• Arthur Miller Trust Only limited information, but the official trust should have up to date contact information for performance rights and Miller’s literary agent, as well as a brief bio., list of works, and some major performances.

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    James Whitmore as Lawrence Newman in Focus
  • Focus Here you can view the 1962 NBC television version of Miller’s 1945 book, Focus, with James Whitmore and Colleen Dewhurst. Miller did not write this strangely mangled production–but an interesting adaptation nonetheless. It certainly makes the 2001 movie version seem almost faithful, despite its altered ending.
  • Old Time radio: You can listen to Orson Welles in Miller’s radio drama Thunder from the Hills. A thirty minute treat in which Welles appears to be reading all the parts.
  • Links and lessons.  A fairly comprehensive selection of other links here to sites that have Miller biography, and specific materials on Death of a Salesman, The Crucible, All My Sons, and A View from the Bridge—many of these contain useful lesson plan material—especially the All My Sons study guide for GCSE level (that would be grade 8-10 in the US).  I’m putting a link to this one on our lesson plans page too. They keep adding, and now have a separate page for all of the material they have gathered on The Crucible.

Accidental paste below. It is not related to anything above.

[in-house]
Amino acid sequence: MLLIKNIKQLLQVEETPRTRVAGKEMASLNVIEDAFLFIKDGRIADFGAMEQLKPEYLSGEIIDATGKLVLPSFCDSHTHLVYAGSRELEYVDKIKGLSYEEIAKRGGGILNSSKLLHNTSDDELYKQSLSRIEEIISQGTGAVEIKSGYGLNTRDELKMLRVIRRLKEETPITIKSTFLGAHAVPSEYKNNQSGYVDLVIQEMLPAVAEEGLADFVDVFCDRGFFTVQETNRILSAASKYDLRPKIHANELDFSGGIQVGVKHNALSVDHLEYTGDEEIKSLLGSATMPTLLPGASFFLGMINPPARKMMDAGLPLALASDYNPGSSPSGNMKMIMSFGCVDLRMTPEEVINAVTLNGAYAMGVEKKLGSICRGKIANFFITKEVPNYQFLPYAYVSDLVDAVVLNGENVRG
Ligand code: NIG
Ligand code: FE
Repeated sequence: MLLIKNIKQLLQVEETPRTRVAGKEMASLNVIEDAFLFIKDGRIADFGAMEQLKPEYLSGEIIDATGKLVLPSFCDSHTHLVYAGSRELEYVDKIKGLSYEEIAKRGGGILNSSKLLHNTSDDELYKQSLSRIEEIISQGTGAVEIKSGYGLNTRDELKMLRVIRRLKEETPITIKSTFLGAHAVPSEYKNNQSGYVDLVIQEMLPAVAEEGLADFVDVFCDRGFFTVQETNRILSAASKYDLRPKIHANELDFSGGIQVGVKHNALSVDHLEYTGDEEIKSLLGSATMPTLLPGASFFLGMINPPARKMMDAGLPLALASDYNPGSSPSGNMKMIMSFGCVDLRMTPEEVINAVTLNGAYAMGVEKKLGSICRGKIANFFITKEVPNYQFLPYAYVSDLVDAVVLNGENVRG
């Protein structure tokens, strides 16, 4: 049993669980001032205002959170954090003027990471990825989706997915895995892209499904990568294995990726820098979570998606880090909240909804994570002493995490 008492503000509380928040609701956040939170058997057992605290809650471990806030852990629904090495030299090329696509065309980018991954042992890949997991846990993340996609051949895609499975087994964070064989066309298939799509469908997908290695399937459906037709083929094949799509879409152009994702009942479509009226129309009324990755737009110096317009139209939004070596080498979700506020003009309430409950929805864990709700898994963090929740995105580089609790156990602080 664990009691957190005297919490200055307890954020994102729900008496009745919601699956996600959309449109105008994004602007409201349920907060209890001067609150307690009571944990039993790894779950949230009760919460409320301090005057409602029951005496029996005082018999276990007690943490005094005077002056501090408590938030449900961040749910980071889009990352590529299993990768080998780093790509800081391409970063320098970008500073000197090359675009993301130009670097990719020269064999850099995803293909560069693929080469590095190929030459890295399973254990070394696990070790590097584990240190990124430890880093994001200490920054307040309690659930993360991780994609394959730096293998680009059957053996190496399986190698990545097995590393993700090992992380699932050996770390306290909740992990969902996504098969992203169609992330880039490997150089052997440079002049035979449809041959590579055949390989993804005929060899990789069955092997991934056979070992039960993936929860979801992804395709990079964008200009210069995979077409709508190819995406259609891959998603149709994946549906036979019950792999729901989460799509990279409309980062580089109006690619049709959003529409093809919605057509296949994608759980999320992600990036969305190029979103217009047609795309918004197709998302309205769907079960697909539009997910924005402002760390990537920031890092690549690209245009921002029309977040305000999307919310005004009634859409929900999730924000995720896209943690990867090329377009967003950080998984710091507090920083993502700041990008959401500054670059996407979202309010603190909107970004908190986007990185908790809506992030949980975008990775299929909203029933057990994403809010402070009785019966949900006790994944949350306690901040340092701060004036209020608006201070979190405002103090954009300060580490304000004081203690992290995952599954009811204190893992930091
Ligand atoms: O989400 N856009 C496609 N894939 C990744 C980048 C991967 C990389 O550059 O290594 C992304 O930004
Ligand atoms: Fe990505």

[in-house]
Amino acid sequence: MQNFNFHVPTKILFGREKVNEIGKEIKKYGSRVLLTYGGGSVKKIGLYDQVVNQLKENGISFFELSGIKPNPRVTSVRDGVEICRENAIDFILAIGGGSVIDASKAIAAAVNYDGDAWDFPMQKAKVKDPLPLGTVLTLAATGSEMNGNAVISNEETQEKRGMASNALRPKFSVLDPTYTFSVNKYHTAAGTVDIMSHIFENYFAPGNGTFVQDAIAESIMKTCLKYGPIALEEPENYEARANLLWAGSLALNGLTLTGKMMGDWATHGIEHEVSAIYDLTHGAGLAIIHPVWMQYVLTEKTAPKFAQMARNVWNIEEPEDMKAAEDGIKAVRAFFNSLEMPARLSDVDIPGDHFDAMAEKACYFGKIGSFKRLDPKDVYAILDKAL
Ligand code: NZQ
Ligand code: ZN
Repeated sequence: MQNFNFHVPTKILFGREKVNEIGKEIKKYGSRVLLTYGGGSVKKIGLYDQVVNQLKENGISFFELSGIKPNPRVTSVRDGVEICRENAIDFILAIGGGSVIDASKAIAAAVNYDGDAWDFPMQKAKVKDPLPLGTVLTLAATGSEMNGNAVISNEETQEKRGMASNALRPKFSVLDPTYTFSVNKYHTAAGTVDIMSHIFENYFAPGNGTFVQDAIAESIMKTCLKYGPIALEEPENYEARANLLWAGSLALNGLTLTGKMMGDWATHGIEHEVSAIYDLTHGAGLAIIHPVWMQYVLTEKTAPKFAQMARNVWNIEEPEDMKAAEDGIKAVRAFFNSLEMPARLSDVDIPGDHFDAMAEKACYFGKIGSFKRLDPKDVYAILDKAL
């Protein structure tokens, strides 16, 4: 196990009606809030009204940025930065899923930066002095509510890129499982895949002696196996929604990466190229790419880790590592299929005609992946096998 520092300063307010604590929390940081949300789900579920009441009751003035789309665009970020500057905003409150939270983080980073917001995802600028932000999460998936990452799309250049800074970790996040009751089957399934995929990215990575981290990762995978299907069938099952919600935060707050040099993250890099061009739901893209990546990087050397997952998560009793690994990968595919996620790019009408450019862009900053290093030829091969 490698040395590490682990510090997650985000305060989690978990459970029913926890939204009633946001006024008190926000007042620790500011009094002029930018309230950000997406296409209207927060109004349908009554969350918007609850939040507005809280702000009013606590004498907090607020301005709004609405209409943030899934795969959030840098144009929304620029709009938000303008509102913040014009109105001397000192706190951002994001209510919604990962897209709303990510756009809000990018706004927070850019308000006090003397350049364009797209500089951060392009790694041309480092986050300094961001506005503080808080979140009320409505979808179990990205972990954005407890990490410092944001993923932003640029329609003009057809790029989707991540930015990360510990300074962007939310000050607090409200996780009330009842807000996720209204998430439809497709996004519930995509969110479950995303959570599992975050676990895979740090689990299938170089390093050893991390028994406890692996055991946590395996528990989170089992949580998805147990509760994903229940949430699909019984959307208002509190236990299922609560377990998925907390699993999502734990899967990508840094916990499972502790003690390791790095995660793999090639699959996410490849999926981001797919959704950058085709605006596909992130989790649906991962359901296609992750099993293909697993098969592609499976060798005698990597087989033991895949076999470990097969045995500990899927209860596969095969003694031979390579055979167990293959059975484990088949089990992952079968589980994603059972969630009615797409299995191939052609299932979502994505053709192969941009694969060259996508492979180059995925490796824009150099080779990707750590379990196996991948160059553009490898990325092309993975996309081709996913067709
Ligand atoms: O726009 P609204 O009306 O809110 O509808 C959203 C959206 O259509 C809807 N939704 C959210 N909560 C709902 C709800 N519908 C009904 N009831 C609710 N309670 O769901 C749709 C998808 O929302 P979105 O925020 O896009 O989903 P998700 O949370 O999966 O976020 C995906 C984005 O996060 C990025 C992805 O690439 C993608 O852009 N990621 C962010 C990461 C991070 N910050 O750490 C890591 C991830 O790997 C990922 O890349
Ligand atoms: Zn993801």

• Miller Archives:  University of Delaware library Special Collections Department. Richard Hoffman-Brooklyn theater collector and book dealer, built the Arthur Miller Collection over a period of fifty years.  Contains play scripts, screenplays, photographs, correspondence, financial documents, posters, flyers, periodicals, journals, theater programs, news clippings, and ephemera. The collection is open for research, and you can check out a list of their holdings on-line.
  • Probably the largest collection of Miller materials can be found at the Harry Ransom Center, at the University of Texas at Austin. Materials are still being cataloged, but the extensive archive contains early sketches, notes, and draft versions for most of his plays, including Death of a Salesman, The Crucible, The View from the Bridge, After the Fall, and The Archbishop’s Ceiling. Also present are essays about the craft of playwriting, thought to be the closest thing to a complete ‘Poetics’ yet written by an American playwright. Radio scripts, numerous versions of his “cinema novel” The Misfits, interviews, speeches, articles, correspondence files, and scrapbooks are here as well.
  • “The Death of Arthur Miller,” at “Song a Week” where you can hear a song written by Tom Flannery to commemorate Miller’s passing.
  • NPR’s On Point: Death of a Playwright, aired the evening following Miller’s death on Feb. 11th 2005. Harold Bloom, Marsha Norman, Jack Beattie and Sue Abbotson discuss Miller’s legacy. The site keeps changing how you find the show, but it is there in the archives.
  • A link to the BBC archives where one can hear the writer’s voice when he was around 26 years of age. 
  • General Info  Charles A. Carpenter has put together an excellent resource here which gives you a descriptive chronology of Miller’s plays, theatrical career, and dramatic theories , and good starter bibliographies for both primary and secondary sources.  Elsewhere, the site also offers an historic overview of Western theater which allows you see where Miller comes in that timeline and development.1999salesmansite